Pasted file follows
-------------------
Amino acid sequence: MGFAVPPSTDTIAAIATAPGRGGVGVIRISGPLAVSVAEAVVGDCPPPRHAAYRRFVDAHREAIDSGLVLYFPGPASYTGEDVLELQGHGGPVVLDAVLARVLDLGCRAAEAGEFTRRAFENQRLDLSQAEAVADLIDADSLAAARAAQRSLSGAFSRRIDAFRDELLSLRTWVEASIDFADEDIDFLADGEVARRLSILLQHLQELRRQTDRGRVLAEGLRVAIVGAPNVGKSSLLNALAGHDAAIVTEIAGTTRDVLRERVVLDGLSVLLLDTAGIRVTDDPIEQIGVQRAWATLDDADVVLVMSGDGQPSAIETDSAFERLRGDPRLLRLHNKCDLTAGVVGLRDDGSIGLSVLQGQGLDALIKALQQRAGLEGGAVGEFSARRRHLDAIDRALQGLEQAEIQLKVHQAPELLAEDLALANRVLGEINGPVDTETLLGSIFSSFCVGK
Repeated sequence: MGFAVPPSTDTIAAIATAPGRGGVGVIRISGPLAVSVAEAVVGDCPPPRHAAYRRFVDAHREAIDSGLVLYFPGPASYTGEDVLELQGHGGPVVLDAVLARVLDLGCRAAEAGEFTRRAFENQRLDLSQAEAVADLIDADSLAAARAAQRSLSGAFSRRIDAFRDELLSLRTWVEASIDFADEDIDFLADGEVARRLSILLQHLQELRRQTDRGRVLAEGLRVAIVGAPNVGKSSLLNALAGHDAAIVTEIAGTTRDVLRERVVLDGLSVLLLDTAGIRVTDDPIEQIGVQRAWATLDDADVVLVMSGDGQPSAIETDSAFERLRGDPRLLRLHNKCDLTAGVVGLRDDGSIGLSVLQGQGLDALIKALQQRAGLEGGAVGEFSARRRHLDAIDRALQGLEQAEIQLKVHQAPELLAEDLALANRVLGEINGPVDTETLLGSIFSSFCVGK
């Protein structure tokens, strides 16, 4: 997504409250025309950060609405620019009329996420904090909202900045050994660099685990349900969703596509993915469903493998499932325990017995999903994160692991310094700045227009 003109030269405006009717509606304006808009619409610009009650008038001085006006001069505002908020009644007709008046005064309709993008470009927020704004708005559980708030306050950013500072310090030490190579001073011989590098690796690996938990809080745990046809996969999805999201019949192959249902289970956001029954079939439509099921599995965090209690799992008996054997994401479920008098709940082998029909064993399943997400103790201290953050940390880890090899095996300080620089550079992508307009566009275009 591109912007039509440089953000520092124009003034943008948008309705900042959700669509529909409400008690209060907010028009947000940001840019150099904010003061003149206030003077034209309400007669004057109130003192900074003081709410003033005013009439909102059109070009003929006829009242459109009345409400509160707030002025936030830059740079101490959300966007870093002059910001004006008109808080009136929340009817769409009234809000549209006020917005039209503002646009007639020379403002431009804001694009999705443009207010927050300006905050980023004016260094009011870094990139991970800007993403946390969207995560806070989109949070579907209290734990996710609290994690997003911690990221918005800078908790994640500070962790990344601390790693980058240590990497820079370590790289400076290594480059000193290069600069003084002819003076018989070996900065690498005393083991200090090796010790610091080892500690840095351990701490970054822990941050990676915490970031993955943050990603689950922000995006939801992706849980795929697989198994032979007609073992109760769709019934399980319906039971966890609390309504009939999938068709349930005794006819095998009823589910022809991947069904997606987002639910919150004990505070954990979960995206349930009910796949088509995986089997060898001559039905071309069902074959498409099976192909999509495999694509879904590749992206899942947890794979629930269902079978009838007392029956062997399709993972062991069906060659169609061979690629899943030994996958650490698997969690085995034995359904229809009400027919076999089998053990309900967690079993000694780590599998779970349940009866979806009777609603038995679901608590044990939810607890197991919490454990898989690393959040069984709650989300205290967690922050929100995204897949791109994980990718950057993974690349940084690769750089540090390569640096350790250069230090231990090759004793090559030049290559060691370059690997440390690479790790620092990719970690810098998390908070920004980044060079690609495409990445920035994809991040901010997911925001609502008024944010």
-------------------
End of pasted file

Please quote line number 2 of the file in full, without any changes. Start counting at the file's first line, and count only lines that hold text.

Repeated sequence: MGFAVPPSTDTIAAIATAPGRGGVGVIRISGPLAVSVAEAVVGDCPPPRHAAYRRFVDAHREAIDSGLVLYFPGPASYTGEDVLELQGHGGPVVLDAVLARVLDLGCRAAEAGEFTRRAFENQRLDLSQAEAVADLIDADSLAAARAAQRSLSGAFSRRIDAFRDELLSLRTWVEASIDFADEDIDFLADGEVARRLSILLQHLQELRRQTDRGRVLAEGLRVAIVGAPNVGKSSLLNALAGHDAAIVTEIAGTTRDVLRERVVLDGLSVLLLDTAGIRVTDDPIEQIGVQRAWATLDDADVVLVMSGDGQPSAIETDSAFERLRGDPRLLRLHNKCDLTAGVVGLRDDGSIGLSVLQGQGLDALIKALQQRAGLEGGAVGEFSARRRHLDAIDRALQGLEQAEIQLKVHQAPELLAEDLALANRVLGEINGPVDTETLLGSIFSSFCVGK